Agents of Influence is my first Original Series novel since my 2016 collaboration with my bud Kevin, Purgatory’s Key. As I’ve recently said elsewhere, this era of Star Trek is my favorite, either while writing Kirk and the gang on the Enterprise or else other tales told in the same general time frame as we did with the Star Trek Vanguard and Star Trek: Seekers books. It’s always fun to return to this period, where Kirk and his crew are in their prime and out there exploring and seeking and boldly going.

It’s also worth mentioning that this is the 22nd Star Trek novel I’ve written and the eighteenth while working under the editorial guidance of Ed Schlesigner and/or Margaret Clark. For the better part of the past decade it’s been both of these folks. They tolerate my antics and my shenanigans and they keep calling me back to write more Star Trek, for which I am and will forever be grateful.

This is also my sixth Star Trek novel to receive an audiobook adaptation. As with the other five titles, this new book benefits from the vocal stylings of the wonderful Robert Petkoff. A self-professed Star Trek fan himself, Mr. Petkoff always brings enthusiasm and passion to these projects, and I simply love listening to him breathe life into my pithy little words.

Agents of Influence is now available at bookstores everywhere, in trade paperback, e-Book, and both digital and CD audiobook editions. If you’re still one of those folks who loves going to an actual store for your reading material, I humbly suggest patronizing your local independent bookseller. If that sort of thing isn’t feasible for whatever reason, then of course we have other options:

Simon & Schuster
Amazon.com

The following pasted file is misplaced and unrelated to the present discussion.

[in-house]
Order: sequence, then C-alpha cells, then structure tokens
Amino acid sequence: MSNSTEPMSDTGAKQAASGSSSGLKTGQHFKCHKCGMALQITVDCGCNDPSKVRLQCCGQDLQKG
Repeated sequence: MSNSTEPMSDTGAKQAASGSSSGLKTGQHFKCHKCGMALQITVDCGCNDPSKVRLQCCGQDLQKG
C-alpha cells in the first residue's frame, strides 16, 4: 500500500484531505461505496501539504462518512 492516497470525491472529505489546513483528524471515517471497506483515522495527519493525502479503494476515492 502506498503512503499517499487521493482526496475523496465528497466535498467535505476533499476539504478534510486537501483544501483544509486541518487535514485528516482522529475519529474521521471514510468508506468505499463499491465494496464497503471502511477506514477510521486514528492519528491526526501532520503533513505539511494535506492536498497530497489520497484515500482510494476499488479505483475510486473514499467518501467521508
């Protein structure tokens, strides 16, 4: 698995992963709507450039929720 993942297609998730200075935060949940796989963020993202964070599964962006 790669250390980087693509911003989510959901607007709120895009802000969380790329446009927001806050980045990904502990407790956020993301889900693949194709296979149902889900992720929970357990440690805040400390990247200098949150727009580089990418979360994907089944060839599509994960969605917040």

Barnes & Noble
Books-A-Million
IndieBound

In addition to providing a permanent home for links to find and order the book, this blog entry also will serve as the book’s “official” Q&A thread. Those of you who want to chat about the book, feel free to post your questions/etc. to the comments section. For those of you who’ve found this page and perhaps not yet read the book, BEWARE SPOILERS ARE POSSIBLE FROM THIS POINT FORWARD.

An interesting Agents of Influence observation.

AgentsOfInfluence-CoverI originally posted a version of this on my Facebook page, but upon further reflection I decided to have a bit more fun with it. So, bear with me. I’m writing this to avoid doing actual work for a little while longer.

Anyway, it’s like this: An intrepid fan over on the TrekBBS has made an intriguing observation regarding my upcoming Star Trek original series novel Agents of Influence.

According to his observations, this title will be the 100th novel released by Simon & Schuster since it began publishing Star Trek novels in 1979 which is explicitly set during the period chronicled by the original television series, “the five-year mission.” It’s an interesting milestone, if a bit of a confusing one to anyone not mired in this stuff.

(Another term for such individuals is “normal people.”)

HoratiusThere have been hundreds of Trek novels published over the years and featuring Kirk and the gang (or some subset of those characters), dating back to 1968 while the original show was still in production. With the advent of the feature films, many early S&S novels (published at that time by their imprint, Pocket Books) were set in an around the various movies, mixed in with those set during the TV series timeframe. This doesn’t even take into consideration those based on the spin-off series, or “original” book spin-offs like Star Trek Vanguard, Star Trek: New Frontier, etc. It gets really confusing when you consider that at the time Pocket Books was publishing Star Trek novels, the films featuring the original series characters were in regular production and even though a novel might be set during the time of the TV show, as often as not it might sport cover art reflecting the most recent movie at that time. Examples:

TrekNovels-Sample(Click to Enlarge)